Liberal Christians often say that Richard Dawkins’ arguments against God only address a fundamentalist version of God. My response is to say – Great! Then Richard Dawkins clearly won’t be convincing any liberal Christians to become nonbelievers, so you have nothing to fear from him.

            And if Richard Dawkins’ convinces a fundamentalist to become a nonbeliever, there shouldn’t be a problem, to a liberal Christian since this clearly isn’t the same version of God that liberal Christians worship. In fact, I would argue that a liberal Christian making rational arguments will have an easier task evangelizing a nonbeliever than fundamentalist.

            By convincing the fundamentalist to think rationally- we’ve done half your work for you!

            You’re welcome.

  • http://www.muzicindi.net Muzi Cindi

    Paul Bruggink;
    “This self-centeredness is in them by natural generation and is necessary and good for their survival, yet it is an obstacle to an eventual relationship with God. Hence they have the same need for Christ’s salvation as all other people (as the Church has always taught), even though they are as yet innocent of actual sin.”

    I find this very contradictory! – If self-centredness is necessary; why do they then need SALVATION from something that is so useful to their survival? I see self-centredness as a very important need for our survival as human beings. Without this selfish gene we wouldn’t be able to compete and attain our upward mobility. AND; – If we evolving from a reptilian brain to a more Divine & Loving brain over millions of years; cant’t this be a scientific way of explaining the dogma “Jesus died for our sins”? – This dogma has to be retired from our vocabulary because it has caused too much Psychological damage OR else we need Philosophers to deconstruct it.

    • Mary

      Hi Muzi, I think you are correct that we need the “selfish gene”. At the same time though it CAN interfere with having a relationship with God. We develop the psychological structure the “ego” in order to function in life, however if we put the ego first then we end up with this definition of it: EGO=Edging God Out. It doesn’t come naturally to us to put God first. I agree though that the problem of human sin is very adequately explained by both biology and psychological principles. I happen to think we are evolving TOWARDS God rather than from him. Your example of the reptillian brain evolving is a perfect example. My personal interpretation of the “Fall” is that it depicts an evolution of consciousness from the non-awareness of animals (in which they are innocent of wrongdoing by virtue of not being conscious of it) to the awareness that our actions have consequences for others. I have not read this (although I am sure I am not the only one to think of this), but base this on Carl Jung’s ideas of symbology. If you look at the story, the fruit of the tree was not called evil or sinful. In fact that “mean ole serpent” (which is a symbol of wisdom in some cultures) said that they would become like God. It was the Tree of the KNOWLEDGE of both GOOD and EVIL. When they ate the fruit they suddenly realized that they were naked and were ashamed. Why should they be ashamed when they were created that way? But nakedness is a common symbol for shame in the psyche. This detail indicates that they were ALREADY sinful, but weren’t aware of it. The symbolism of getting cast out of the Garden is simply that once a conscience is developed, it makes life a lot harder. We are separate from the natural world, which is pretty much amoral in nature. Carl Jung believed that stories and myths like these are part and parcel of the psyche and usually come through dreams. Literally our myths are “dreamed up”! Many cultures still have the practice of dream sharing by their spiritual elders and they add to their mythology every day. This is likely how this story came to be and it was adapted later by the Jews. I believe this story basically depicts both an evolutionary step for mankind and also the way our psyches develop. As babies, we have no conscience so we are basically a part of amoral nature. At some point we learn to feel empathy for others and are taught that the world cannot revolve around our needs alone. As far as the concept of salvation I see many problems with it as taken literally. Symbolically it could represent the death of ego and the rebirth to God. In a sense we do need “saving” because we cannot go it alone and our egos tell us that we are separate from God when we are not.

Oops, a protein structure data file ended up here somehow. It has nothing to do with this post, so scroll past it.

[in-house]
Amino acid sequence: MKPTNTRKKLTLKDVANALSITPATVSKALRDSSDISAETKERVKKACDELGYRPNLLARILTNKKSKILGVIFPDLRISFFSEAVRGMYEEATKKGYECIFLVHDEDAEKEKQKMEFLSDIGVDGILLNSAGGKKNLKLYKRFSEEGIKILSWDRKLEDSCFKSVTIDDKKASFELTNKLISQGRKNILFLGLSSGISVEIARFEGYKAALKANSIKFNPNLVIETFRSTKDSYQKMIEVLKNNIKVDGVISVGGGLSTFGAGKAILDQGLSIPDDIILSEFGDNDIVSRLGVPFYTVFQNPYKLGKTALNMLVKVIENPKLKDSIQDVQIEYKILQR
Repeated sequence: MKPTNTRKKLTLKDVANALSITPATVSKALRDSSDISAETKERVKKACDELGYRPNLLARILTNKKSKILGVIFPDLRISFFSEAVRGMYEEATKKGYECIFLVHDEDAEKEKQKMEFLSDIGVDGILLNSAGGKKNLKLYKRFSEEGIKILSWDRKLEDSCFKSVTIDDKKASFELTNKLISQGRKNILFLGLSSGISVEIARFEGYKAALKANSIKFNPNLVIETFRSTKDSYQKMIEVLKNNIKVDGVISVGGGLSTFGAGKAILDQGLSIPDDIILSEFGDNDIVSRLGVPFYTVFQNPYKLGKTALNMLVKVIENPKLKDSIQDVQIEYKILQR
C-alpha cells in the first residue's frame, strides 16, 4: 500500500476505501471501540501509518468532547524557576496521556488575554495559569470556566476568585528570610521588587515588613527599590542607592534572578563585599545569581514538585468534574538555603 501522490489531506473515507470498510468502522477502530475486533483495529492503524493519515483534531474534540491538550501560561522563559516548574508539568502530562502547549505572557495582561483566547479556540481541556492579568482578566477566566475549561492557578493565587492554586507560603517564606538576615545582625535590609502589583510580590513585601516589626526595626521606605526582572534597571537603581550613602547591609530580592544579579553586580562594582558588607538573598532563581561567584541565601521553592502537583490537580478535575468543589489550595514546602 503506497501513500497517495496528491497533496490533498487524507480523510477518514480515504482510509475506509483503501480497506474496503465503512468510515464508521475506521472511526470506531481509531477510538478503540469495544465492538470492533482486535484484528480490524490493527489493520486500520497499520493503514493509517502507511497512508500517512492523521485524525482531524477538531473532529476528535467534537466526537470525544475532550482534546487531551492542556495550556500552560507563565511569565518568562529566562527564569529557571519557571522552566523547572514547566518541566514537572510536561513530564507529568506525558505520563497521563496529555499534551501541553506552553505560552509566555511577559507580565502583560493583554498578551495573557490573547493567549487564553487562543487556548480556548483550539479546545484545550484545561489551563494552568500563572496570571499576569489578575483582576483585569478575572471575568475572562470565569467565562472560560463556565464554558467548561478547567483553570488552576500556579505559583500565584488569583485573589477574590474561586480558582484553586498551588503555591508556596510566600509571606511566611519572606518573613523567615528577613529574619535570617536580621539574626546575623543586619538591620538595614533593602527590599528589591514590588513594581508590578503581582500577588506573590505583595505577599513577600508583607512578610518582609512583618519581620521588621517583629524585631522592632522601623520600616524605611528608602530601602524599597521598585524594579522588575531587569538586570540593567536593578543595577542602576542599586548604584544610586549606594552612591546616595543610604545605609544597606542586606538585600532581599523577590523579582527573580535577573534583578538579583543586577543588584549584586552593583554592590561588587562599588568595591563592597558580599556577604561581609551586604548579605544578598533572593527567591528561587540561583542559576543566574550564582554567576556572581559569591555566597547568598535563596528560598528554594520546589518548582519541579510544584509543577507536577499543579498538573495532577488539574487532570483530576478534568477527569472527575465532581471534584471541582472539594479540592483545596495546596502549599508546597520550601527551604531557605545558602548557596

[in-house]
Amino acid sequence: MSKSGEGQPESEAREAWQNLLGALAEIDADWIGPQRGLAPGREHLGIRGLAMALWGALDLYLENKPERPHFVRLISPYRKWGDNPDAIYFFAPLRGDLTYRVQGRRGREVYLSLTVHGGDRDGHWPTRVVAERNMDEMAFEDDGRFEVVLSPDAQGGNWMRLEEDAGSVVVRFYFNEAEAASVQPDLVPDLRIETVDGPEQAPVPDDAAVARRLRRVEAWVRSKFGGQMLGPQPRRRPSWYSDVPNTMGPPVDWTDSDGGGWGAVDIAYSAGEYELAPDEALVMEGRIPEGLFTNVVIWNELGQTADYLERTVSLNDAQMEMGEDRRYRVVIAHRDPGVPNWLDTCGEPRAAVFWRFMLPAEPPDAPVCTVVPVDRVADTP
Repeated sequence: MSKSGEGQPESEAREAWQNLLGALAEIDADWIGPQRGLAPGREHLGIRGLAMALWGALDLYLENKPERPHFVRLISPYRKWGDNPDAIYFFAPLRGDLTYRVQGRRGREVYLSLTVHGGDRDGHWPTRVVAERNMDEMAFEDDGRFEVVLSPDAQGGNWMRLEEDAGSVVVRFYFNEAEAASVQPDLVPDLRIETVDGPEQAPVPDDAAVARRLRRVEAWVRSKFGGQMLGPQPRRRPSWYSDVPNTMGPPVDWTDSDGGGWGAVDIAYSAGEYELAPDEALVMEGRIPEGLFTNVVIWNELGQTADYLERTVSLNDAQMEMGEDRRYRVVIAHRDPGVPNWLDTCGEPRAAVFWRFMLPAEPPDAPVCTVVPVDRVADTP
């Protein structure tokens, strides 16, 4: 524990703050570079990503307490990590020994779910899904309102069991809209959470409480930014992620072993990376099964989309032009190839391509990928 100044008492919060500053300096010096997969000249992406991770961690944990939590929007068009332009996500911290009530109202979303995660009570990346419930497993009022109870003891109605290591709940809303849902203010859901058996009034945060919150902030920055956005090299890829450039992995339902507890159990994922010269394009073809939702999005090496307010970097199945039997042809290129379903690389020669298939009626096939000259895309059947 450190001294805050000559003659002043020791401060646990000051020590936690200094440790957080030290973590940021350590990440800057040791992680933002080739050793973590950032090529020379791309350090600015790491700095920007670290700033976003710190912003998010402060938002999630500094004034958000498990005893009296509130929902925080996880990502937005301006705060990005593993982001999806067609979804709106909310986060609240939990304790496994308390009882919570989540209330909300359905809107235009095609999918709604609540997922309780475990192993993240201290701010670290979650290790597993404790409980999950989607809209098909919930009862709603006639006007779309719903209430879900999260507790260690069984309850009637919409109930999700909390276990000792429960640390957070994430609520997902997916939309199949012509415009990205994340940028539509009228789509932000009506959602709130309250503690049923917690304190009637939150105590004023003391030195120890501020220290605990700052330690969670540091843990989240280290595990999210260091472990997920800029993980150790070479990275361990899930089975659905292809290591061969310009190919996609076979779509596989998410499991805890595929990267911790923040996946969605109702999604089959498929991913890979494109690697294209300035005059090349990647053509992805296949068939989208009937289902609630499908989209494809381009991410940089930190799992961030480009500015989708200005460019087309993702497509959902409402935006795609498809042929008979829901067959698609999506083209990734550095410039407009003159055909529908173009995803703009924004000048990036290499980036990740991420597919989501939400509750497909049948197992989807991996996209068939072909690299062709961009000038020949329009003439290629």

I hope you read this even though it is an old thread. If you want to respond, you don’t have to make a separate post. Just simply hit the reply button in YOUR post and your comment will appear in the thread. ;)

      • Mary

        Ooops! Wrong about that last part! I see the reply button in my window! :)

  • norman

    Being a Theistic Evolutionist myself I find much to agree with in Denis work “Evolutionary Creation.” However I also find some areas that I can’t agree with as well. My understanding of Genesis 1-11 is becoming more inclined to the idea that this piece of work was more of a polemic toward not only Paganism but also toward corrupt Judaism as it was practiced from about 600 BC and onward. I think we see these themes resonate with later 2nd T apocalyptic interpretations and early Christian interpretations.